Report: Joe Saunders likely to stay with Diamondbacks

3 Comments

ESPN’s Buster Olney tweets that left-hander Joe Saunders “has a very good chance of returning to the Arizona Diamondbacks on a two-year deal.”

The news comes amid rumors that the arbitration-eligible Saunders was likely to be shopped this winter. While he’s a reliable middle-of-the-rotation guy, Saunders was already one of the Diamondbacks’ highest-paid players at $5.5 million last season and he was looking at a raise to at least $7.5 million next year.

Saunders, who was acquired in the Dan Haren trade with the Angels in 2010, went 12-13 with a 3.69 ERA and a 108/67 K/BB ratio in 212 innings last season. It was his best ERA since 2008, but it was also the lowest strikeout rate of his career, suggesting that the ERA might have been something of a fluke. Saunders came in at 4.60 and 4.47 the previous two seasons.

A two-year deal would take care of Saunders last year of arbitration and first of free agency. A safe guess is that it’d earn him about $16 million.

Mets sign Matt Purke to minors deal

Getty Images
Leave a comment

The Mets signed left-hander Matt Purke to a minor league deal, the team announced Friday. Purke will also receive an invitation to spring training, where he could presumably beef up the club’s left-handed relief options alongside Jerry Blevins and Josh Smoker.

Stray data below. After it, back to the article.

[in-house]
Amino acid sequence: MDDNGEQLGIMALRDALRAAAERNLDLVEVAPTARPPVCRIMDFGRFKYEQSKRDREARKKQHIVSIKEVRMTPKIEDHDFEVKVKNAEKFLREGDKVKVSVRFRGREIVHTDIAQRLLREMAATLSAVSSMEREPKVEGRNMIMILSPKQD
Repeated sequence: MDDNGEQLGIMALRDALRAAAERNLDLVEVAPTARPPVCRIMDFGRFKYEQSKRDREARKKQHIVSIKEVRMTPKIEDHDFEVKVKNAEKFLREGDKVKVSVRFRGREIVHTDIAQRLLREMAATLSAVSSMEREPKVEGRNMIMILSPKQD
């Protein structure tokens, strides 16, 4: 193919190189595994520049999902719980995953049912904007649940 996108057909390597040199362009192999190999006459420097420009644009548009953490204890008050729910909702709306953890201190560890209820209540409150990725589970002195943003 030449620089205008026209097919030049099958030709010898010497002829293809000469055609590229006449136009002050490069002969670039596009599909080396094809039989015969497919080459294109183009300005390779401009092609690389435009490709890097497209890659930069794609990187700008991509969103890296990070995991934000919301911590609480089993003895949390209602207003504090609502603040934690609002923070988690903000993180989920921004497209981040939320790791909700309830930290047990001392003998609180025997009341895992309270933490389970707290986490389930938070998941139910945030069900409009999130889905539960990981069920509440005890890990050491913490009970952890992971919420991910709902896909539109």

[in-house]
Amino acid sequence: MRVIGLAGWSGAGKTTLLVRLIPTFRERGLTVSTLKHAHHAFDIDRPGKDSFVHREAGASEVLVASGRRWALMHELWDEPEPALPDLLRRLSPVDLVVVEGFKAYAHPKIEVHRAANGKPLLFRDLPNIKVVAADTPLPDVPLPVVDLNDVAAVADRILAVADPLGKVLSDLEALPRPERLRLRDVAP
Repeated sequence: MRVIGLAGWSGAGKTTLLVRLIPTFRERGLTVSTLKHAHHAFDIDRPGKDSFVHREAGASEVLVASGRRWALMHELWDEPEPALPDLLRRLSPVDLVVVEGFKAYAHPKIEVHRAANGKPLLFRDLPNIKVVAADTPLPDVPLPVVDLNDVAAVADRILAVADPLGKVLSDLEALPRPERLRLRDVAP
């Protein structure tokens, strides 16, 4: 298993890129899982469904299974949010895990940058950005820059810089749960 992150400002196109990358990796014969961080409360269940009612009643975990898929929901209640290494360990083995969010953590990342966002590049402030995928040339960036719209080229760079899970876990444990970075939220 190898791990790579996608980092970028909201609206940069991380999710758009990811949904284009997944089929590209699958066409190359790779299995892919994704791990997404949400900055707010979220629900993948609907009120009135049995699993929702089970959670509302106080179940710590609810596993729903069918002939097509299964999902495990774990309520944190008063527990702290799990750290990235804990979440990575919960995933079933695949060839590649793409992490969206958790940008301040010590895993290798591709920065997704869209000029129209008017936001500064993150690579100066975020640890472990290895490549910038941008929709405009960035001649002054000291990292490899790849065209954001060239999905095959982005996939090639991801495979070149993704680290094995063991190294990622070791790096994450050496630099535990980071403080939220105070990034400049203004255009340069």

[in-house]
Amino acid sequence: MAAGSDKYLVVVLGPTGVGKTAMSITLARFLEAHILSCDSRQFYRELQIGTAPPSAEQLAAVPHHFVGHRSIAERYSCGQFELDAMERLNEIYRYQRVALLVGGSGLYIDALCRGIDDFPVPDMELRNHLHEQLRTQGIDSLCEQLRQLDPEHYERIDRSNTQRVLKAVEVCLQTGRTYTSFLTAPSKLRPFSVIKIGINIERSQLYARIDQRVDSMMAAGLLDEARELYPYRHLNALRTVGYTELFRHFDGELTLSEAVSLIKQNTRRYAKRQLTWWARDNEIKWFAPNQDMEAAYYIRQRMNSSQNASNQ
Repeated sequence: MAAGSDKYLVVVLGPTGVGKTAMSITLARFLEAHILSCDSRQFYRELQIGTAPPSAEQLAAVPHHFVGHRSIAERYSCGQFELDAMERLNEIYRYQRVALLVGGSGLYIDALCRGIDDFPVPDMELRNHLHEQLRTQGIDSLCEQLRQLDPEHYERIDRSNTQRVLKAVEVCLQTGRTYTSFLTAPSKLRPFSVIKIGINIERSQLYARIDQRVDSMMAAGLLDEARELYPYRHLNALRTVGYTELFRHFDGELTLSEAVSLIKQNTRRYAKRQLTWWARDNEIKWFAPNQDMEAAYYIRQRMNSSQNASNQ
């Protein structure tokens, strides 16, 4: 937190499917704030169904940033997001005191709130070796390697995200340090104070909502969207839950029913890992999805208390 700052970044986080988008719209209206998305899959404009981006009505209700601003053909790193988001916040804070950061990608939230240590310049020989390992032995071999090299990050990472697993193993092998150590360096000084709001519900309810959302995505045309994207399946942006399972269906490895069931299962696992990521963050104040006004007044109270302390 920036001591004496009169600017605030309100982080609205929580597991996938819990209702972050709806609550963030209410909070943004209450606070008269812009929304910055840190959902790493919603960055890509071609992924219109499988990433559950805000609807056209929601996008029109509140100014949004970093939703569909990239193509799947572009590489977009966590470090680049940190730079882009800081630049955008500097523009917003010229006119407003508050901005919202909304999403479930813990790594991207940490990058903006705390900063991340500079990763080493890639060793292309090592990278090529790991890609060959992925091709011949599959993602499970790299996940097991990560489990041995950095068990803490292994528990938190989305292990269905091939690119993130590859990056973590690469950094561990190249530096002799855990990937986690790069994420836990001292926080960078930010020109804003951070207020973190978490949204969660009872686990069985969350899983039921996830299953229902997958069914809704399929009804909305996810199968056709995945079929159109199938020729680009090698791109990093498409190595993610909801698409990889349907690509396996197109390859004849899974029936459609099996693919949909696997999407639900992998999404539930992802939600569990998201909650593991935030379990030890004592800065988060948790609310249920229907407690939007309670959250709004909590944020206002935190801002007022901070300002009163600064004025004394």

Purke has not appeared in the majors since 2016, when he was used in a dozen relief appearances by the White Sox. The 27-year-old racked up a 5.50 ERA, 6.0 BB/9 and 7.5 SO/9 in his first 18 innings with the team, and was demoted to Triple-A Charlotte in June to finish out the season. He spent the entire 2017 season in Triple-A as well, showing more promise with a 3.84 ERA, 3.8 BB/9 and 11.0 SO/9 in 48 appearances.

While Purke may not amount to much more than a depth piece in New York’s ‘pen, the veteran lefty figures to be part of the Mets’ new bullpen-first strategy next year. Reports from MLB.com’s Anthony DiComo indicate that the club will be focusing on improving their relief options in order to ease the workload of their starting pitchers, and will likely add a few more arms before the offseason comes to a close.